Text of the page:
Detriments Of Depop, A Popular Second-Hand Resale App

Unpacking the consequences of second-hand resale.

Increased popularity of buying second-hand has created a new source of thrifted clothing: resale apps like Depop and Poshmark. These apps are currently under fire from allegations of gentrification.

Videos on TikTok have perpetuated the idea that reselling thrifted clothes creates a supply and demand issue that “has forced stores to raise their prices,” according to an article by The Oracle.

This is a controversial claim, as the article points out, because the price changes in stores like Goodwill have reportedly only changed to reflect the original value of garments, but have not raised their prices on average.

“The current popularity of thrifting could be a recipe for guilt-free and highly consumerist shopping habits under the guise of social awareness,” according to a report on thrifting by the Berkley Economic Review. Despite this concern, the same report labels resale as an overall positive good as long as consumers recognize their privilege.

Because Depop is an unregulated market, prices for popular styles like “Y2K” make it increasingly expensive to keep up with clothing trends according to an article on second-hand resale by Dazed.

However, the ethics of second-hand resale are not concrete. They vary from seller to seller. Locating, purchasing, selling, and sometimes altering clothing do take time and effort, as the Dazed article reports.

An article on the gentrification of fashion by 34th Street argues that wealthy Depop sellers contribute to a classist rhetoric by profiting off of selling clothing considering the lower classes were the “trend setters” of grunge or indie clothing.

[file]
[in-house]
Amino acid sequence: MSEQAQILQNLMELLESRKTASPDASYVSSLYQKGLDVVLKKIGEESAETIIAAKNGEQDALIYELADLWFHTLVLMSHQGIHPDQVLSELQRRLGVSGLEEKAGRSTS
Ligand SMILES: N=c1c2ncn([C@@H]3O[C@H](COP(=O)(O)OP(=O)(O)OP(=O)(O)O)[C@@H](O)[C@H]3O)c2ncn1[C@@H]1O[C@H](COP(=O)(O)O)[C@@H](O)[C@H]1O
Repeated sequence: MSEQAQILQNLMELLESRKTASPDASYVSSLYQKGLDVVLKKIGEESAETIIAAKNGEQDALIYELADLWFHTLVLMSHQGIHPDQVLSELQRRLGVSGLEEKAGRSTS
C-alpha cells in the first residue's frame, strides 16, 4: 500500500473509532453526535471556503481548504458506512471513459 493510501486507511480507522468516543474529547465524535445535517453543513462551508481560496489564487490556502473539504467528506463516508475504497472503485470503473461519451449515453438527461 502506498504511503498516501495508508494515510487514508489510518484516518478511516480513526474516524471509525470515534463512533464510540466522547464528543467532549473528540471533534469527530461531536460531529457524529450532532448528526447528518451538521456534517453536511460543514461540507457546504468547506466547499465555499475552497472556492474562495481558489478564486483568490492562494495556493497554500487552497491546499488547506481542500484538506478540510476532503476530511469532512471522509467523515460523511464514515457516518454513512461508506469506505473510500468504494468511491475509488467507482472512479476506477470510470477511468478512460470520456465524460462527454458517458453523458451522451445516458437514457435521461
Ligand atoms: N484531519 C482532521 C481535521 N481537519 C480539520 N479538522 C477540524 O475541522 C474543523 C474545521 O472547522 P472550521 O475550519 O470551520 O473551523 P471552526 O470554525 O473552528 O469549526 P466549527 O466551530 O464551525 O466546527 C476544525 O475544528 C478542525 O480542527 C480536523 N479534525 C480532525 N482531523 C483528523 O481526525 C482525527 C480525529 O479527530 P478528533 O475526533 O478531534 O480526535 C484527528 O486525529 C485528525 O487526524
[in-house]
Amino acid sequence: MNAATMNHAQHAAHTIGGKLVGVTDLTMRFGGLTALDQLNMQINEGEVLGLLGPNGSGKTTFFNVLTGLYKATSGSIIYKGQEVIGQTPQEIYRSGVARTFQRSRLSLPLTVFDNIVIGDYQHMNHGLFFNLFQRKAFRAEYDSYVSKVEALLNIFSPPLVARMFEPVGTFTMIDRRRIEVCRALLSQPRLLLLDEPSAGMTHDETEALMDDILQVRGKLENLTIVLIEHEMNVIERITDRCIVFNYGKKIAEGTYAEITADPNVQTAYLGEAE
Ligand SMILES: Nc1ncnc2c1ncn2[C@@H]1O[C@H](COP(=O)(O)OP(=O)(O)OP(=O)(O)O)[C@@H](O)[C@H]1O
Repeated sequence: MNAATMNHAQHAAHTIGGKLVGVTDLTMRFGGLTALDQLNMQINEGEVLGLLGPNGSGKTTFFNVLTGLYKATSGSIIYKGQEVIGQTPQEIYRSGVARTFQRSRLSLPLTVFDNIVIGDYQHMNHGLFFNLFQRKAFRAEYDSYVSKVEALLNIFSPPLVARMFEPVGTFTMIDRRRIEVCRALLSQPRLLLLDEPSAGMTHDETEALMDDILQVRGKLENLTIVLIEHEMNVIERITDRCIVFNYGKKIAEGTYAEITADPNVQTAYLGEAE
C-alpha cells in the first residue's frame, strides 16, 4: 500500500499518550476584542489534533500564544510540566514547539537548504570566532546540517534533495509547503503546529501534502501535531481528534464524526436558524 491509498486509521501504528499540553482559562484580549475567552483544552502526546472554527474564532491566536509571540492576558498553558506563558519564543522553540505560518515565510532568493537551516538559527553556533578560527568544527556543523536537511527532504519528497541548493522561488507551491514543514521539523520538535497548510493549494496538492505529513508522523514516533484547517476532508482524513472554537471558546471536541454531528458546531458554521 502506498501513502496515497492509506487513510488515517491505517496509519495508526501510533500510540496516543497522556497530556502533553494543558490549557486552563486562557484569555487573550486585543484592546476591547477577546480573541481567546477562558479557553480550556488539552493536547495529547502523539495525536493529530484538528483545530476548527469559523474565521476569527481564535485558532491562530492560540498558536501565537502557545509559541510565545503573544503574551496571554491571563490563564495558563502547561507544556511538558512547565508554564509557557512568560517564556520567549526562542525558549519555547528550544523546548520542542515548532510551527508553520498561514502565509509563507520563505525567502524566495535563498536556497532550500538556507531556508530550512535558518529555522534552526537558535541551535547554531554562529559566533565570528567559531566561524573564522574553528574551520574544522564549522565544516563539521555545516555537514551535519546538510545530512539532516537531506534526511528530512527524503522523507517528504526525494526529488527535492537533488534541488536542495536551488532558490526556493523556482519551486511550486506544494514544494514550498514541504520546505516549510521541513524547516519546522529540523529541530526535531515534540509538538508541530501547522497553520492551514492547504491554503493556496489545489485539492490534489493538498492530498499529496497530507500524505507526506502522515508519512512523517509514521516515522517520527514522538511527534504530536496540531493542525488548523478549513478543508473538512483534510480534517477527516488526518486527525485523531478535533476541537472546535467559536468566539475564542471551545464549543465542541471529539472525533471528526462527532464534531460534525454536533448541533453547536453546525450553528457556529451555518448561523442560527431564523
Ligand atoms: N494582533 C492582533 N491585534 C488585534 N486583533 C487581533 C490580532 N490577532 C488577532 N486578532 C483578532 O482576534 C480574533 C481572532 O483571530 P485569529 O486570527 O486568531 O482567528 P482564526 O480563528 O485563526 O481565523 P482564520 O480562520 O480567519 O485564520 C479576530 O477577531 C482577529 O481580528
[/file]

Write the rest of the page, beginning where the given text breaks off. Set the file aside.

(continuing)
“Thrift stores were embarrassing simply because they were frequented by the poor,” the article said. Other sources offer information regarding the lesser-known positives of second-hand resale.

“Reselling used goods provides an income for the otherwise unemployable, who might be disabled, chronically ill, or with a criminal record,” according to Refinery 29’s report on the ethics of clothing resale.

Resale makes reducing waste by buying second-hand more accessible to those who cannot shop at in-person thrift stores, Depop seller Hannah Valentine said in an interview with Refinery 29.

“Depop is making it…as easy to shop as fast fashion!” Valentine said.

With arguments from both sides, the ultimate verdict regarding second-hand resale is still undergoing deliberation.

To access the article by The Oracle, click here. To access the article by Refinery 29, click here. To access the article by 34th Street, click here